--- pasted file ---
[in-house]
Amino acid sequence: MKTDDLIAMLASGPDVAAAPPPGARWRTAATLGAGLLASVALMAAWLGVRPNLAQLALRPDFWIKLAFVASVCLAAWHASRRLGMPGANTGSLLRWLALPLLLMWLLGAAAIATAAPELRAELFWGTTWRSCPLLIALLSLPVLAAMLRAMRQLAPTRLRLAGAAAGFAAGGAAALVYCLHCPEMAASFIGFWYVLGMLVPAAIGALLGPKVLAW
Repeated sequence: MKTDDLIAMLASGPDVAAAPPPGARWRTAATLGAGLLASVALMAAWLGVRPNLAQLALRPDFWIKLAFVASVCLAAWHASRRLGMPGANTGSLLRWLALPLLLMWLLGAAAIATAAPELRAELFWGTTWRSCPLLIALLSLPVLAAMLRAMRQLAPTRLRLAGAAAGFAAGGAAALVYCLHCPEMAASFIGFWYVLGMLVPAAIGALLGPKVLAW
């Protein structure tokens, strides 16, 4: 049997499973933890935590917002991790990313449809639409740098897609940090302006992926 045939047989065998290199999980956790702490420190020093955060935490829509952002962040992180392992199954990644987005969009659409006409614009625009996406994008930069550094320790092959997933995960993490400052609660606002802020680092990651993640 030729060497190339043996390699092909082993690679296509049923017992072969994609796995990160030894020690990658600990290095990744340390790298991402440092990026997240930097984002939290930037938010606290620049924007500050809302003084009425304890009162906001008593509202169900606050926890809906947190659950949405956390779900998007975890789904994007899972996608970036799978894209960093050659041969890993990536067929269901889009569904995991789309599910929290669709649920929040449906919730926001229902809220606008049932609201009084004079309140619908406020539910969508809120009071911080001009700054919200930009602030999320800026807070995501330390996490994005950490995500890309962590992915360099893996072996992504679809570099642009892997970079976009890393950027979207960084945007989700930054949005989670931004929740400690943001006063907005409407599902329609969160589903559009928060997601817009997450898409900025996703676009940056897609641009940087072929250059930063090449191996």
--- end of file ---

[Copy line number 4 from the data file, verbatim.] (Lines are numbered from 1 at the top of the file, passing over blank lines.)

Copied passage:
């Protein structure tokens, strides 16, 4: 049997499973933890935590917002991790990313449809639409740098897609940090302006992926 045939047989065998290199999980956790702490420190020093955060935490829509952002962040992180392992199954990644987005969009659409006409614009625009996406994008930069550094320790092959997933995960993490400052609660606002802020680092990651993640 030729060497190339043996390699092909082993690679296509049923017992072969994609796995990160030894020690990658600990290095990744340390790298991402440092990026997240930097984002939290930037938010606290620049924007500050809302003084009425304890009162906001008593509202169900606050926890809906947190659950949405956390779900998007975890789904994007899972996608970036799978894209960093050659041969890993990536067929269901889009569904995991789309599910929290669709649920929040449906919730926001229902809220606008049932609201009084004079309140619908406020539910969508809120009071911080001009700054919200930009602030999320800026807070995501330390996490994005950490995500890309962590992915360099893996072996992504679809570099642009892997970079976009890393950027979207960084945007989700930054949005989670931004929740400690943001006063907005409407599902329609969160589903559009928060997601817009997450898409900025996703676009940056897609641009940087072929250059930063090449191996």